Japan's Nikkei share average dropped to a three-week low on Friday morning after global shares tumbled, but investors wasted no time trimming losses after the Bank Of Japan raised its purchases of government bonds in its market operations.
Japan’s Nikkei share average dropped to a three-week low on Friday morning after global shares tumbled, but investors wasted no time trimming losses after the Bank Of Japan raised its purchases of government bonds in its market operations. In a move aimed at stemming a rise in yields, the central bank on Friday offered to buy an unlimited amount of 10-year JGBs at a yield of 0.110 percent and also increased its buying of five- to 10-year JGBs through an auction to 500 billion yen from 450 billion yen.
The Nikkei dropped 0.1 percent to 19,979.72 in midmorning trade, after falling to as low as 19,856.65 earlier, the lowest point since June 15. For the week, the Nikkei is on track to fall 0.3 percent. “The BOJ showed its intent on rising bond yields, which triggered the yen to weaken that was positive for the stock market,” said Norihiro Fujito, a senior investment strategist at Mitsubishi UFJ Morgan Stanley Securities.
The central bank’s move quickly triggered a turnaround in currency-sensitive exporters, such as automakers and tech companies, which fell initially after a sharp decline in Wall Street soured sentiment. Toyota Motor Corp rose 1.1 percent, Nissan Motor Co added 0.7 percent and Tokyo Electron gained 1.0 percent. The dollar soared 0.6 percent to 113.82 yen, compared with 113.11 yen earlier.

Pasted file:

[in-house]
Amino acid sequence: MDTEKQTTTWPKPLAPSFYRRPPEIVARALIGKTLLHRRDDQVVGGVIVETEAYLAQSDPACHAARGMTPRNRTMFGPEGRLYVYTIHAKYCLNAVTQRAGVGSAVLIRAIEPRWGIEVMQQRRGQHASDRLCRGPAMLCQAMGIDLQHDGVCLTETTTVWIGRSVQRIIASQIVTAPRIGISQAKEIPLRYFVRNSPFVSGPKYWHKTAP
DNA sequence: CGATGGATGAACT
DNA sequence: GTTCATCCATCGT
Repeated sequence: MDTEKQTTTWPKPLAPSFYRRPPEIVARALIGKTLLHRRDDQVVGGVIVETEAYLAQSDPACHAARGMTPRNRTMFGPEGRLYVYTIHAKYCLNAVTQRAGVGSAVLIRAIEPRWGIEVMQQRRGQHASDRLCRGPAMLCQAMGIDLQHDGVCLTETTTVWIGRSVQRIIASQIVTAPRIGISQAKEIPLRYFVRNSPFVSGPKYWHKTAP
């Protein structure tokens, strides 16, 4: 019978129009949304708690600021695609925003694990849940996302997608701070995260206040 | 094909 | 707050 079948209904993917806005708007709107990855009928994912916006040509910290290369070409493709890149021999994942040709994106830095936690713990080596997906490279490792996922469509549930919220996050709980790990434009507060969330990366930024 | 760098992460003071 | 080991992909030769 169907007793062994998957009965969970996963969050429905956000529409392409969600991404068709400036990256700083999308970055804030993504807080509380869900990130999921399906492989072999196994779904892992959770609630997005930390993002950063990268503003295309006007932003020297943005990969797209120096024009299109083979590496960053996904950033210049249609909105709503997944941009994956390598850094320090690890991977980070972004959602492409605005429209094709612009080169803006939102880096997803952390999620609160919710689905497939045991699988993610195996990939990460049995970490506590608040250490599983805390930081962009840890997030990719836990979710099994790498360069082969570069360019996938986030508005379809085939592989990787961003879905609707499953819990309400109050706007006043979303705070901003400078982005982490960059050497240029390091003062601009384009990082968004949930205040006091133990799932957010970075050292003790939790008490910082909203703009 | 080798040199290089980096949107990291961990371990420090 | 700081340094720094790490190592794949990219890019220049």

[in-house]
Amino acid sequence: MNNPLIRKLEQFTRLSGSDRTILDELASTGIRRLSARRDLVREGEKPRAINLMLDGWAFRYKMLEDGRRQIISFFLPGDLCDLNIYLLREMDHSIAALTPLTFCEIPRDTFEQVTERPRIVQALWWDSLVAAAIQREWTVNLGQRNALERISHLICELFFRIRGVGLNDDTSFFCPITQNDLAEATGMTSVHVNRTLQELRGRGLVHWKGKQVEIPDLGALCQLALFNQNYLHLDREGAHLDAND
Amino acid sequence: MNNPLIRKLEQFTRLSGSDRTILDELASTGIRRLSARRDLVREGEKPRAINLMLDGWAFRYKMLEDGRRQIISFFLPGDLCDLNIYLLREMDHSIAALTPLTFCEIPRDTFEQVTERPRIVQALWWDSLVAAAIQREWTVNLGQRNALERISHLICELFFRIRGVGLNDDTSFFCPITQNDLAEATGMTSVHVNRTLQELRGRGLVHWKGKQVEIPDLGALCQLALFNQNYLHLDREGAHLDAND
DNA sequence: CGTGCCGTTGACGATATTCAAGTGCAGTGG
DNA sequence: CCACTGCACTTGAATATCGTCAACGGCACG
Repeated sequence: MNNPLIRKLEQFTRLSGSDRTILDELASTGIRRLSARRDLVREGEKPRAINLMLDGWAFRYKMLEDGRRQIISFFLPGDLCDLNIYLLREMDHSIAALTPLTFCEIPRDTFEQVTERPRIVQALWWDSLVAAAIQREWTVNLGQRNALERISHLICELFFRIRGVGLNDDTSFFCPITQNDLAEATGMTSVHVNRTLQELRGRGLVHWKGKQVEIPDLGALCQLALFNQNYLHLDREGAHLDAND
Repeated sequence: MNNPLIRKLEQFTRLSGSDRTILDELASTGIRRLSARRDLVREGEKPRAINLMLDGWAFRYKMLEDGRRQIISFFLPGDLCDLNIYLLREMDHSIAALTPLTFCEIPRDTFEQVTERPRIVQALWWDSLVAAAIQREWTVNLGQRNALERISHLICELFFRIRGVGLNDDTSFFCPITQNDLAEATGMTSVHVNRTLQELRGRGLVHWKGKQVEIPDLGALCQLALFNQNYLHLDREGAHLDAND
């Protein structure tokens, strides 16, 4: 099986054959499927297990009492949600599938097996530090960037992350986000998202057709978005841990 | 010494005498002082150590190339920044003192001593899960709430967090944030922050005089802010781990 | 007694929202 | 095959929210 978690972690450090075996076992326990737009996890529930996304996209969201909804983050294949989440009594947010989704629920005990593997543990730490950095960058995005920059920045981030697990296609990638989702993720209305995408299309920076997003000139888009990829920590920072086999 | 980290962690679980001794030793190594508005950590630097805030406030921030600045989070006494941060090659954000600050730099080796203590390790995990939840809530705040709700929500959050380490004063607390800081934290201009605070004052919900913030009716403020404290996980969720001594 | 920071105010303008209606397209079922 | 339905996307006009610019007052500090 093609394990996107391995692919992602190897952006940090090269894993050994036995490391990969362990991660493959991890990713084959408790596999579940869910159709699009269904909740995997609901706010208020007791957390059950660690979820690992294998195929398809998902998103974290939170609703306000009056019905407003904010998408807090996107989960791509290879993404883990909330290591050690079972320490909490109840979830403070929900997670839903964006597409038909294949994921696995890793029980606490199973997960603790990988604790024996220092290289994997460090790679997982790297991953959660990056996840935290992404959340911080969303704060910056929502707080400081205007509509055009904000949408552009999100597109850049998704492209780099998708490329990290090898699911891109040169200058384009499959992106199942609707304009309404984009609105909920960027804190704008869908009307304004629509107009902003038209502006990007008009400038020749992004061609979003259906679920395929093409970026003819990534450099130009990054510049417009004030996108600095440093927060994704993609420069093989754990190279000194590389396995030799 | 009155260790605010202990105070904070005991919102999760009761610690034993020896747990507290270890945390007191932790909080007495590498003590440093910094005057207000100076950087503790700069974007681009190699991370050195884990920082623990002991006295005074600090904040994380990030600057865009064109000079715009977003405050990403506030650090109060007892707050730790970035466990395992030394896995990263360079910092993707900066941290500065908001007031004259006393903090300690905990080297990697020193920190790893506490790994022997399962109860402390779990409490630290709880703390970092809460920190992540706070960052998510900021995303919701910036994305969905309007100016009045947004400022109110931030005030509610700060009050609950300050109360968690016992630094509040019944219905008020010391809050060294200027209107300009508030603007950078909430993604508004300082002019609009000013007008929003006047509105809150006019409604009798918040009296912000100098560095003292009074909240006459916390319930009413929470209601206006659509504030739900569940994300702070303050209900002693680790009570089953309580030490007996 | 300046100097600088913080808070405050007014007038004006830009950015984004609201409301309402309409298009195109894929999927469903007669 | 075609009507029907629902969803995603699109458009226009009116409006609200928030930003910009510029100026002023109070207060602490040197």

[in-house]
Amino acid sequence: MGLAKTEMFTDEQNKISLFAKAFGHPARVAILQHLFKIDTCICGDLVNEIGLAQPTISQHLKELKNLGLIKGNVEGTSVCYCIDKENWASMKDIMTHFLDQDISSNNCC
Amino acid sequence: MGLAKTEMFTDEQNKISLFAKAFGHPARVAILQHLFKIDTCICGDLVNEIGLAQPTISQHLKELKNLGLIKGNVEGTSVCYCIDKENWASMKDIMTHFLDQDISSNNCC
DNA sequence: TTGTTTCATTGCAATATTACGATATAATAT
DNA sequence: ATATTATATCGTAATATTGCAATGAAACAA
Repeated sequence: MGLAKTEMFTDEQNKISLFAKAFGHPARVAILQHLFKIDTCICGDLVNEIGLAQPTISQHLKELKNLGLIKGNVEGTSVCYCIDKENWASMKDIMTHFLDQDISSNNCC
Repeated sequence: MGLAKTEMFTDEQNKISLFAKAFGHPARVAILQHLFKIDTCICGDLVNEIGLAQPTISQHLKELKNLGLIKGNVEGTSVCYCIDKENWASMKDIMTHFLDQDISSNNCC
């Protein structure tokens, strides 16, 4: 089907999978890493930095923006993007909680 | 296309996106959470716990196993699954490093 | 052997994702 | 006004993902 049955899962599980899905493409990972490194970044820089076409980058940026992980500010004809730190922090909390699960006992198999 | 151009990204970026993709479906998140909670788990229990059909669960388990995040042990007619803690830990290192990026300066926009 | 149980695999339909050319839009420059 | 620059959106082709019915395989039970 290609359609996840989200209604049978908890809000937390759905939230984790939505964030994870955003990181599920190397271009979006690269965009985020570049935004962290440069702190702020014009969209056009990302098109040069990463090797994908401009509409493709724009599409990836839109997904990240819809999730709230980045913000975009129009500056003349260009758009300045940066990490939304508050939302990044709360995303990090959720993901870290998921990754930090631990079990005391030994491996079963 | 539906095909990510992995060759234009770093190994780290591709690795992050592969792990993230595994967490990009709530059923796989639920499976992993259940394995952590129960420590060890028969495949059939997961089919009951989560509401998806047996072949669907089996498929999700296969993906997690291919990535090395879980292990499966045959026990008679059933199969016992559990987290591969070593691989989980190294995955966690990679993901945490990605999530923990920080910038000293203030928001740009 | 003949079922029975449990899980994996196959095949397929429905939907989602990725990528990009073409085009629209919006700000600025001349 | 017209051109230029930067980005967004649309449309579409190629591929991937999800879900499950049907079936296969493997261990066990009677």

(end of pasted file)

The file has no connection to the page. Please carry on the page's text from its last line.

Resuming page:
On the other hand, domestic-demand sensitive stocks languished. Real estate companies Mitsui Fudosan Co and Mitsubishi Estate Co both dropped 1.4 percent. Construction shares also underperformed. Kajima Corp shed 1.9 percent and Taisei Corp declined 1.2 percent. Wall Street retreated after disappointing labour market data clashed with the possibility of a more hawkish Federal Reserve.
That said, investors are cautious with rising yields in Europe on bets the European Central Bank is moving ever closer towards unwinding its massive monetary stimulus. Also making investors wary is ongoing tension in the Korean peninsula after North Korea’s launch this week of what it said was a nuclear-capable intercontinental ballistic missile.
Before the G20 summit on the weekend, Japan, the United States and South Korea agreed to push for China to play a larger role in reining in North Korea’s nuclear ambitions. Mutsumi Kagawa, chief global strategist at Rakuten Securities, said the geopolitical risks were a cloud over the Japanese market for the time being, with the Nikkei’s put-call ratio – viewed as an indicator of investor sentiment – rising since earlier this week.
The ratio is calculated by dividing the number of traded put Nikkei options by the number of traded Nikkei call options. “The rising put-call ratio reflects investors’ cautious stance in the market, which reminds us about the geopolitical tensions in the region in the spring,” Kagawa said. The broader Topix dropped 0.2 percent to 1,613.01.